“We saw our customers framing and even selling their receipts from the Travis Scott and J Balvin meals,” says Jennifer Healan, Vice President of U.S. Marketing, Brand Content and Engagement for McDonald’s, “so we wanted to build on that fan passion for memorabilia.” And, given BTS’s well-known dominance on social media, she says McDonald’s took inspiration from K-pop marketing tactics, sharing a release schedule, concept photos and teasers in advance so fans could plan their purchases, just like with an album release cycle. The result: they broke their own records of social engagement across channels, trending number two on Twitter globally and number one in the U.S. Their TV commercial also trended on YouTube and remains easily their most-liked piece of content there, with over 4 million views. Ultimately, that translated into sales. Sales jumped 25.9% in the U.S. for the quarter, attributed in part to the BTS Meal (and a revamped chicken sandwich offering). Internationally, the meals proved particularly popular: in Indonesia, franchises had to shut down due to too much demand to cope with COVID precautions. In Malaysia, the Philippines and Vietnam, Kempczinski said on the earnings call that “the BTS ARMY went out of their way to prepare snacks for our crew and managers to support them on launch day.”
Tapping into pop star power is not new for McDonald’s. In the 2000s, celebrities like Britney Spears and *NSYNC featured heavily in marketing, with CDs available in-store. Those partnerships never included specific meal, however, and they faded out of fashion over the past few decades. But celebrity collaboration has made its comeback this year—not only for McDonald’s, but also for fellow fast food brands: there was “The Charli” coffee order at Dunkin’ Donuts, the “Shawn Mendes Bowl” with cauliflower rice at Chipotle, Miley Cyrus’s “Guac is extra but so is Miley burrito” also at Chipotle, and a special menu at Wendy’s with custom orders matched to (and promoted by) a selection of Twitch’s top gaming streamers. Oreo also struck gold with their cult-status Chromatica cookies, designed after Lady Gaga’s last album.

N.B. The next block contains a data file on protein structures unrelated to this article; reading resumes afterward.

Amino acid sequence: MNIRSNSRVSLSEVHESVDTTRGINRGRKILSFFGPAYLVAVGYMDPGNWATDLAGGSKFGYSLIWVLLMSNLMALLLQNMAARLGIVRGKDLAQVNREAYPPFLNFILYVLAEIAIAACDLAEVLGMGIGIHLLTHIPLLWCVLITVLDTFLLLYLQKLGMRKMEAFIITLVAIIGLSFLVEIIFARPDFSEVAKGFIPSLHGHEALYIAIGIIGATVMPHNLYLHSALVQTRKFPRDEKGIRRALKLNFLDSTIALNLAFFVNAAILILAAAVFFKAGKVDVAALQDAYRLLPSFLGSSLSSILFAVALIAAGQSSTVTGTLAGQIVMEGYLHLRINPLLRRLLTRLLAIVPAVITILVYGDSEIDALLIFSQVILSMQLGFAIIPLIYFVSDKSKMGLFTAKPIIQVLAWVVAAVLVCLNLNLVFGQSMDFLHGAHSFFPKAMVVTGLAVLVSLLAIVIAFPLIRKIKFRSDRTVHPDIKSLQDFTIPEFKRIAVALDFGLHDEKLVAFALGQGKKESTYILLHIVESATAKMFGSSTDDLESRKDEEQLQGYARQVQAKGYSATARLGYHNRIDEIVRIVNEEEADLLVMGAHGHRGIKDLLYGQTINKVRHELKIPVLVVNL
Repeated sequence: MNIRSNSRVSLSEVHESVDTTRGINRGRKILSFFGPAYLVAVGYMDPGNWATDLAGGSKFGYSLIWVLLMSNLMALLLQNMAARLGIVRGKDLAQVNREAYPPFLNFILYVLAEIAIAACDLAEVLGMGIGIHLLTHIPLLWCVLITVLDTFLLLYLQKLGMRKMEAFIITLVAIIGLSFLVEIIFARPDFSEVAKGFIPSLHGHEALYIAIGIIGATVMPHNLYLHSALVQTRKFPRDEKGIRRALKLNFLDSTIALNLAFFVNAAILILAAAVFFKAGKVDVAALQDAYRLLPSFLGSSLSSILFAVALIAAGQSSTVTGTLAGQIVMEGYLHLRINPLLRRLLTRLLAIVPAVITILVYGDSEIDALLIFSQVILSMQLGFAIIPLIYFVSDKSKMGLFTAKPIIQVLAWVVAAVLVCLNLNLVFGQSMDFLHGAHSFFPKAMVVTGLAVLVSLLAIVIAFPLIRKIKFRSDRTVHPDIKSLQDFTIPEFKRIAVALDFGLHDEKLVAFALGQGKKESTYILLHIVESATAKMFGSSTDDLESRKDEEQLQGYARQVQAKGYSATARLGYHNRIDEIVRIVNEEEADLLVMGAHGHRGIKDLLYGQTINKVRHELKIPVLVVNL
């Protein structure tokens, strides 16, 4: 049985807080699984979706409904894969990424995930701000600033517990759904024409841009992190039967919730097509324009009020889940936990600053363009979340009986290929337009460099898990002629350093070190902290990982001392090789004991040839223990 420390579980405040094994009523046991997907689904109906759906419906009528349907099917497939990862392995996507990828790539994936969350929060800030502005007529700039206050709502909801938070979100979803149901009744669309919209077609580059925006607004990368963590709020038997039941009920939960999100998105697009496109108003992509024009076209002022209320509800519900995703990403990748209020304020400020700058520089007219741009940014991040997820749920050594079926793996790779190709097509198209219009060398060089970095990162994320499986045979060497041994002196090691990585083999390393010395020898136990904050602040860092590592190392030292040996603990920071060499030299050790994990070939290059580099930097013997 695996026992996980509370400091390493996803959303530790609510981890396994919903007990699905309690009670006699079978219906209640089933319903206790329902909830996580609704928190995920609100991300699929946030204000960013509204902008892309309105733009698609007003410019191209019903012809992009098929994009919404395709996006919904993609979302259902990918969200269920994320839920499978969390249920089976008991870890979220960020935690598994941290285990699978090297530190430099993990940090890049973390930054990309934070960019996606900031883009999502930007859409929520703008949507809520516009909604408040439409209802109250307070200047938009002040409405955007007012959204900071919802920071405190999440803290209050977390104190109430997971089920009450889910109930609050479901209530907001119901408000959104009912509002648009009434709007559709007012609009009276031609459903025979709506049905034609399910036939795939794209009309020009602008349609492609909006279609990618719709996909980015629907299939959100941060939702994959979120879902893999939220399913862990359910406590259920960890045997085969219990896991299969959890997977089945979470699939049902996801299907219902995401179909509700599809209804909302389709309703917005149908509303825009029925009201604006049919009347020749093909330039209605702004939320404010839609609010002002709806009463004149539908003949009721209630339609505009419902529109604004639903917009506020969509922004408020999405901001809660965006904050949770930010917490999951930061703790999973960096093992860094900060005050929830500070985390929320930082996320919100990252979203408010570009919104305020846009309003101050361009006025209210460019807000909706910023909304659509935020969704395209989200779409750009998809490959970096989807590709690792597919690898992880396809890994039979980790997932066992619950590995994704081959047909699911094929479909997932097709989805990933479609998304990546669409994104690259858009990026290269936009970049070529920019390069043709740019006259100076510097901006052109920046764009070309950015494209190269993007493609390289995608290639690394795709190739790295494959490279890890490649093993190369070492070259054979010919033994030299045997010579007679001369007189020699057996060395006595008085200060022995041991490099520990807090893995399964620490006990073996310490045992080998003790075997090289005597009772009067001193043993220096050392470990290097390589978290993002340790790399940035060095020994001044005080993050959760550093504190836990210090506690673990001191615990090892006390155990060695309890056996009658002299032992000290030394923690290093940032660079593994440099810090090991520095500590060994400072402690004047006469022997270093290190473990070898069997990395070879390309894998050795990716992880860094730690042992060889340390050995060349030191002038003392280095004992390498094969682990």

That these brands are opting for high-wattage endorsements and partnerships to add shine to their offerings should come as little surprise: not only are the 2020s shaping up to be an era of extreme nostalgia for the glossy pop heyday of the 90s and 2000s, but also savvy consumers—particularly younger customers—want and expect more from the products they shell out for. French fries served up in a novel purple box may be just the extra push someone needs to make a purchase, especially if there’s a connection to a beloved star. And a name like Saweetie, who is currently a rising star with songs that are known for viral popularity on apps like TikTok, could add a tastemaking edge to the seminal brand. “A critical goal of ours with these collaborations is to create a cultural moment for the brand that resonates with a new generation. And we want to make sure we’re staying relevant with our younger customers and crew members,” Healan says. Fast food in the U.S. is a $279 billion market; growth is projected for 2021 as the economy, and life, comes back online. McDonald’s is taking a gamble on Saweetie, who does not have the same level of name recognition and superstardom as J Balvin, Travis Scott or BTS. But she does have over 12 million Instagram followers. And when a burger is only $2, any boost—from BTS, Saweetie or otherwise—can make a big difference.